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The Disappearing Customer

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The overarching objective of a dealership is to be profitable, says Jim Roche, senior vice president of marketing and managed services for Xtime.

And the foundation of that objective? Customer loyalty.

However, loyalty is often an abstract concept, and one that’s difficult to measure. How do you determine whether or not a customer will be loyal and come back?

One way is by creating an exceptional experience.

From the moment the customer walks in the door to purchase his or her vehicle, everyone in the dealership should do everything possible to ensure that customer keeps coming back for all of his or her future needs—from service to purchasing a new vehicle.

The reality, however, is this happens only a small percentage of the time. According to a study by Cox Automotive, only 33 percent service visits are conducted at a dealership.

“You can’t disconnect sales and service retention,” Roche says. 

Retaining customers through service will most likely result in them purchasing their next vehicle from you. Seventy-four percent of customers stated that their experience with the service department influenced their decision to purchase another vehicle from that dealership, according to a study by Cox Automotive. 

“Experience is what drives retention,” Roche says. “Provide a great experience, [customers] will be more loyal and drive more profit.”

 Experience is so important that Xtime’s market research found that 93 percent of dealerships reported that they believed the experience was more important than the repair itself when it came to whether a customer will return.

“The ‘customer-first’ strategy adoption was driven decades ago by OEMs with emphasis on CSI and J.D. Power Associates scores. But to make the customer-first strategy stick at the retail level, dealerships must see the benefits of better communication, and improved productivity as well as see the dollar result in terms of more service appointments, more spend per RO, more repeat sale,” Roche says.  

Don’t be a Silo.

If experience is so important, why do dealerships often fail to deliver? According to Paul Whitworth, senior vice president of operations, Cox Automotive Retail Solutions Group, it’s because all of the different areas involved do not work together and fail to see the bigger picture.

“The industry has suffered historically from siloed solutions,” Whitworth says. “Because our industry is so complex, there are many areas of expertise involved. This leads to silos. Typically people in one silo don’t understand the other silos, which is what has been behind the lack of integration.”

The OEMs, dealers and vendors all need to work together in order to deliver the best possible experience for a customer, Whitworth says.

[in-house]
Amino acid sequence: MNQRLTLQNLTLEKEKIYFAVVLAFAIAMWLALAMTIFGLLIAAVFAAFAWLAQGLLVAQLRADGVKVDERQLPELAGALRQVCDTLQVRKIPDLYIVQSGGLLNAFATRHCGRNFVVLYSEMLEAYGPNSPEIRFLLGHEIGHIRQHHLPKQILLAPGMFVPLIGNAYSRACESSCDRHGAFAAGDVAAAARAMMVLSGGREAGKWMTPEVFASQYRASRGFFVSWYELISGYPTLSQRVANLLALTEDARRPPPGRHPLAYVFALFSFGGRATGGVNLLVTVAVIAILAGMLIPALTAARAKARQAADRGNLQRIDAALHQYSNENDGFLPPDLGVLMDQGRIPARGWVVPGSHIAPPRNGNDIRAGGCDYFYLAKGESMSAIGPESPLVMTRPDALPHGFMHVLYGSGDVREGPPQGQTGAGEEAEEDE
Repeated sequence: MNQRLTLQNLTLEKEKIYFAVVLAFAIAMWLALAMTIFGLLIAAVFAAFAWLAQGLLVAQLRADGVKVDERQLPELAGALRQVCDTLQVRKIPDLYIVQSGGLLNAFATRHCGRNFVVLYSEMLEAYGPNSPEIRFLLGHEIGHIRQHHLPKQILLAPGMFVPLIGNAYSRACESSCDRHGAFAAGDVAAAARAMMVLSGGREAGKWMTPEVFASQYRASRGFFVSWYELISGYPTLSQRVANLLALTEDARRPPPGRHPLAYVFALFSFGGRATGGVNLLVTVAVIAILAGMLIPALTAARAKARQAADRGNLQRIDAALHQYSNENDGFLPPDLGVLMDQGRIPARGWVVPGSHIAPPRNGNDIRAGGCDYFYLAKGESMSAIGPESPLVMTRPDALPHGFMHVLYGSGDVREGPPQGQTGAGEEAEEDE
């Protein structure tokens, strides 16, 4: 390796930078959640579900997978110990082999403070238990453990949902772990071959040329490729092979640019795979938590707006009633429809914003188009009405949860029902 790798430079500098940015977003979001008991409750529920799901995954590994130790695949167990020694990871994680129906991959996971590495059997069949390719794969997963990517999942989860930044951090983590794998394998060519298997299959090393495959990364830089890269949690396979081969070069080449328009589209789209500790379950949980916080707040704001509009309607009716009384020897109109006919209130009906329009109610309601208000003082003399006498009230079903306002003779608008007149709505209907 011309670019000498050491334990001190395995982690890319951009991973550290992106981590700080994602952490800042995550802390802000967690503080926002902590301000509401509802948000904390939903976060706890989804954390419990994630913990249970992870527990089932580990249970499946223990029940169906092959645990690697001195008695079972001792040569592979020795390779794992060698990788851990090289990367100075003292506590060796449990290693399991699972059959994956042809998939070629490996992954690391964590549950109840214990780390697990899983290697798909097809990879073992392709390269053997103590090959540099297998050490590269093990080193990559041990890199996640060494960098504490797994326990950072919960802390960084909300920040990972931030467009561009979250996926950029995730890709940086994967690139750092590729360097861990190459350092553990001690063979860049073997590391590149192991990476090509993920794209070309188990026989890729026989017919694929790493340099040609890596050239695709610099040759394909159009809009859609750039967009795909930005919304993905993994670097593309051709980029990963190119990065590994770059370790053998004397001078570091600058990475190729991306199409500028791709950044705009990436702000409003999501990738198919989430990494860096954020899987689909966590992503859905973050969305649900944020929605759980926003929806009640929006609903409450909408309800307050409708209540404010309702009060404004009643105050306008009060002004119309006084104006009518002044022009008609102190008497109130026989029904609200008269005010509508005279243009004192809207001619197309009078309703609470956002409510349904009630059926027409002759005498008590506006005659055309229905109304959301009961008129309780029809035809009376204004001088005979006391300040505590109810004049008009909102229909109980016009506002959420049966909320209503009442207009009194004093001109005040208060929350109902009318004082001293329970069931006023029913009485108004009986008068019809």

“As a business person, you can’t be managing a metric over here and a metric over there without thinking of the whole thing,” Whitworth says. “We believe that by bringing the whole thing together, you can start thinking of revenue per customer over a longer time frame.”

Identify Opportunities.

If the goal of a dealership is to turn a profit, it should concentrate on its most profitable area—the service department.

When it comes to customer loyalty, the service department has a distinct advantage—until the warranty expires. According to a study by Cox Automotive, 6 out of 10 customers with a warranty will schedule a service visit at the dealership. But after the warranty has expired, that number drops drastically to 3 out of 10.

So, what can be done to keep those numbers up?  

Technology is a great way to improve efficiency, which is something Roche believes the majority of the industry still lags behind.

“I can pick up my phone and book two round-trip tickets to China,” he says. “I can book my hotel and a rental car. Those experiences are raising expectations for consumers. We’re not there yet.”

There are simple ways that dealerships can make the service experience smoother for customers. Utilizing mobile devices is one example, Roche says.

“A best practice is to put customer and vehicle history information on a tablet and allow a service advisor to get out from behind a desk and a customer to check in and out anywhere,” Whitworth says.

Technology can also be used to send out service reminders and recalls. More than one-third of customers are unaware of their vehicle service schedule and/or recalls, according to a Cox Automotive study. Automated service reminders should be utilized to remind consumers when to bring vehicles in.

Evaluating Customer Experience.

“Retention can be hard to measure,” Roche says.

In order to evaluate whether or not something is working, Roche advises evaluating whether there is an ROI, not just in terms of dollars, but also in terms of time saved and both employee and customer satisfaction.  

 

Optimal Customer Experience Numbers 

There are certain benchmarks that you should hit with customers in the service department, according to research by XTime, says Jim Roche, SVP of marketing and managed services for Xtime. If your service department does not hit these numbers, it may be time to re-evaluate your process.

  • 2-4 minutes: The recommended amount of time it should take for a customer with an appointment to be written up 
  • 3-5 minutes: The recommended amount amount of time it should take for someone without an appointment to be written up
  • .5: The amount of lines that should be added to each RO
  • Over 95%: The amount of vehicles that should have a multi-point inspection 

 

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